Lanthimos is a brilliant absurdist, and he exploits these two versions of society - first one, then the other - for scathing comic value, while remaining rooted (distanced as it may be) in a sense of humanity yearning to be unleashed. Like everyone else, the film's characters accept the world with which they are presented; in that spirit, there are frequent examples of people insisting on making sense of a world that, of course, doesn't. When the hotel's co-manager (Olivia Colman) explains to our hero David (Colin Farrell) the rules of the hotel and what will happen once his 45 days are up, she's careful to bring logic into the equation, giving sound suggestions on choosing a mate both in this life and his next one. "A wolf and a penguin could never live together, nor could a camel and a hippopotamus," she says, deadpanning, "That would be absurd - think about it."
When one of David's acquaintances at the hotel - a young man with a limp, played by Ben Whishaw - explains in detail how (he's heard) the transformation process works, there is a slight pause in the conversation before David offers, almost convincing himself to believe his own words, "That makes total sense."
Accepted without question are the assumptions about what does (or does not) make for a "compatible" relationship - namely the matching of "defining characteristics." Whishaw and his previous girlfriend both walked with a limp. Now that he's facing the prospect of literally losing his humanity, he's spotted an attractive young woman (played by the spectacular character actress Jessica Barden) who gets frequent spontaneous nosebleeds. And so, he goes about giving himself nosebleeds - smashing his face down onto tables if necessary - in order to forge an apparent bond. The two seem satisfied with this arrangement.
Lanthimos has a very specific performance style in mind here, which once again gets across by omission and distance what a more straightforward approach could not. The characters speak in a stunted way that lacks obvious emotional inflection - which makes their emotions, seeping out underneath those stilted patterns of speech, all the more potent, and convincing, and sad. Farrell pulls this off astonishingly - once again proving what a versatile, idiosyncratic and sincere actor he is - giving the film a strange, and sweet, emotional weight. (His delivery of the line "That's awful, just awful" should be put in a time capsule and shot into outer space for future civilizations to find.)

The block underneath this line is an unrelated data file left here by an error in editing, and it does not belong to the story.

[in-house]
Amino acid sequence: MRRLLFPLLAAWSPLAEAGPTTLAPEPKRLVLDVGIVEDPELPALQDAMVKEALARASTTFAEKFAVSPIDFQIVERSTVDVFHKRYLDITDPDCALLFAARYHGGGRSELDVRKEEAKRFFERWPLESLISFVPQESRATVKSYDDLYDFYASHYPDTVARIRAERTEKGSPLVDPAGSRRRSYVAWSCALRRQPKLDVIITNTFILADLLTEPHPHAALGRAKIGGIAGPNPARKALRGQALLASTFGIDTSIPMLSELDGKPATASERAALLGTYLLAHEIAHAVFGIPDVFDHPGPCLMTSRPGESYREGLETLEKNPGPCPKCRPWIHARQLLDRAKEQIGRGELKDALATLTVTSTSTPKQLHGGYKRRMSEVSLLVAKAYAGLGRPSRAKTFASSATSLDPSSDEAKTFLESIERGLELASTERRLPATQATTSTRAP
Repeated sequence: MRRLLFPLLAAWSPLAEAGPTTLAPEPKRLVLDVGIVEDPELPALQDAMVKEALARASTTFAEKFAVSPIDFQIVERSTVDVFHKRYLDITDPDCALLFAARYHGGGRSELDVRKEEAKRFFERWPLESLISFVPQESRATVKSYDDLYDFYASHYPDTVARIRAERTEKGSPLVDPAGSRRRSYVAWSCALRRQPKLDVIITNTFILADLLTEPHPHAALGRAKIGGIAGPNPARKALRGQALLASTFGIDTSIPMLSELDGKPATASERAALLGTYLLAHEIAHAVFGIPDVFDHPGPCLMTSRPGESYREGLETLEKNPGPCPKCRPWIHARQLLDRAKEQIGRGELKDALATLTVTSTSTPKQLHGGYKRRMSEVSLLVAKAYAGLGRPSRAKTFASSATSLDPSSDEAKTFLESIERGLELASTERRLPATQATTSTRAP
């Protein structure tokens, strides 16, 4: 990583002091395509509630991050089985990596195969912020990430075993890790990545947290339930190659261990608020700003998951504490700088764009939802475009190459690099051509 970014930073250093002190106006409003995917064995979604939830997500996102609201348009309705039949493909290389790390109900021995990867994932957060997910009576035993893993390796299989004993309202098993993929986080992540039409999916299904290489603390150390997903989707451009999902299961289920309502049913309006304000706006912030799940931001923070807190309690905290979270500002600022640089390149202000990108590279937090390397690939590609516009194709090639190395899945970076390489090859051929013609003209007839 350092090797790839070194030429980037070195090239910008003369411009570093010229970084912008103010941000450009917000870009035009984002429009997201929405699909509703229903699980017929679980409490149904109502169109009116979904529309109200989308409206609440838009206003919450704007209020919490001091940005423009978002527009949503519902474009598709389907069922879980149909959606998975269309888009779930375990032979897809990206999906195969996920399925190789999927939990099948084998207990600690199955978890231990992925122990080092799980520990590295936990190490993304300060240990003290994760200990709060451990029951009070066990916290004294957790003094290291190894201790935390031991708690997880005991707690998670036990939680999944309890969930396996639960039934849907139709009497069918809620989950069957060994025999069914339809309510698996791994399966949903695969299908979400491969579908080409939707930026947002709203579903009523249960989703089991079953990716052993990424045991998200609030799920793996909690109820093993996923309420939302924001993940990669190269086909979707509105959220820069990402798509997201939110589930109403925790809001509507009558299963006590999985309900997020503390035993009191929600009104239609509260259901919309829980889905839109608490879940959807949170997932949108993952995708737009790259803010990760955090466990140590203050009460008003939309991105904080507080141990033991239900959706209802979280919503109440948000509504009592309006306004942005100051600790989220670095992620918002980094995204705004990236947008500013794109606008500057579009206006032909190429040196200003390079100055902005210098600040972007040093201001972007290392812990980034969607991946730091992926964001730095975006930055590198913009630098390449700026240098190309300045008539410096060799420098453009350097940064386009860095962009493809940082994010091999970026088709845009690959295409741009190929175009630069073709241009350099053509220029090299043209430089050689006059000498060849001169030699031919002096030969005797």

Lanthimos emphasizes unbalanced compositions - often stacking his characters to one side of the shot, and framing coupled characters together to emphasize the space between them and a third person - which is part of what makes the near-symmetry of the final shot so agonizing and so perfect. He uses his ideas and his images - his warm, earthy palette, one untouched by any splashes of color that would distort the film's aesthetic - to underscore the hilarious discomfort of the coexistence between human passion and strict behavioral decorum, as well as the cruelty (also, as it happens, hilarious) that comes from a world bent out of shape in the name of social order. This is not a surrealist film, but it does have surrealist impulses and inspirations (its visual nods to The Discreet Charm of the Bourgeoisie are memorable and appropriate).
I hesitate to say too much about the romance that blossoms between David and a near-sighted woman (played by Rachel Weisz, who also narrates) among the loners, just because so much of it occurs in the second half of the film. But I will say that the best romances usually - if not always - come from an unexpected angle, and this is no exception. That's what makes it specific, speaking directly to the nebulous, idiosyncratic nature of how one person connects with another. Any movie can tell us that two characters are falling in love. A great movie makes sure those two characters are falling in love in a way no other two characters have. Or could.
At the risk of sounding crass, that's kinda how I feel about The Lobster as a whole. If I were tasked with interviewing Lanthimos about this movie, I'd basically just be Chris Farley from The Chris Farley Show, babbling like an adoring idiot and muttering uncontrollably about favorite scenes and lines and moments. Remember that part where ... Yeah, I probably shouldn't get myself started.
There's an intangible alchemy to how a film works - how it expresses itself, what it says and how it says it. What is not said is just as important - so much can be found in what's hidden - and The Lobster is rooted in part on that very idea, right down to its core premise. It uses the limitations of its internal logic to glorious advantage, offering a fable of human connection that transcends the rules that govern it. The lengths you'll go to communicate something can say a lot; the greater the lengths, the more specific, and unique, it can become, as if it's being whittled down into a simple and perfect expression of it, transforming it into something that's never been said before. Maybe, even, that what you're expressing is so powerful that common language can't contain it.